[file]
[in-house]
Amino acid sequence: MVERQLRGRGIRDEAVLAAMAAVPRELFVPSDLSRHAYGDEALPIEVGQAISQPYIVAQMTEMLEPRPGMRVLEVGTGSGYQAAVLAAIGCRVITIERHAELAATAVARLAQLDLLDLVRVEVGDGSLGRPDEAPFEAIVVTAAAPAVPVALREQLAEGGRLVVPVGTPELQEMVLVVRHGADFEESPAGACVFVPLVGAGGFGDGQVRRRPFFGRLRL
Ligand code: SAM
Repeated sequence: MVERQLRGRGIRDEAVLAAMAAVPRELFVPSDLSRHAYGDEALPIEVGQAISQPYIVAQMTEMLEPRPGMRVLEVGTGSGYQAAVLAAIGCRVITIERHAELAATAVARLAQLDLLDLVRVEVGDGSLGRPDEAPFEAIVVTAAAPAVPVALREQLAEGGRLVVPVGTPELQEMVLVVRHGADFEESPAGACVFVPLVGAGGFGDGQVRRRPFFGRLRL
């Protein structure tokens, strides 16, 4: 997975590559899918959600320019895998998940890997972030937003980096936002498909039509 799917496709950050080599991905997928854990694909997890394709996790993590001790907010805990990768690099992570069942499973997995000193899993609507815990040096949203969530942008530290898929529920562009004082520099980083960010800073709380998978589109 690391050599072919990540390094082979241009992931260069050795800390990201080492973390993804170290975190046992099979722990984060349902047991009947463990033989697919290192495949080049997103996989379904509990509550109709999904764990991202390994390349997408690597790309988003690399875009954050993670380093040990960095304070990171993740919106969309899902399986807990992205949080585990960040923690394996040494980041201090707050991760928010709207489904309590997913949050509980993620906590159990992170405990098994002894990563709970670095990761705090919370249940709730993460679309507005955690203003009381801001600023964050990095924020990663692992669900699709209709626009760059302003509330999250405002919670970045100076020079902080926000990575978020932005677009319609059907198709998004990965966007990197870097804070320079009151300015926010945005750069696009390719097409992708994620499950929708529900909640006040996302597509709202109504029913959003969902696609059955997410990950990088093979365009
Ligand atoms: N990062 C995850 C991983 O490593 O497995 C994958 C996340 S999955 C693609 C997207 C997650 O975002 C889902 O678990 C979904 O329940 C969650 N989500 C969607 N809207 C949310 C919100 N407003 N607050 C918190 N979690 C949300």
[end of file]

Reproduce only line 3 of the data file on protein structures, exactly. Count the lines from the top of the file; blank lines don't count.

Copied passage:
Ligand code: SAM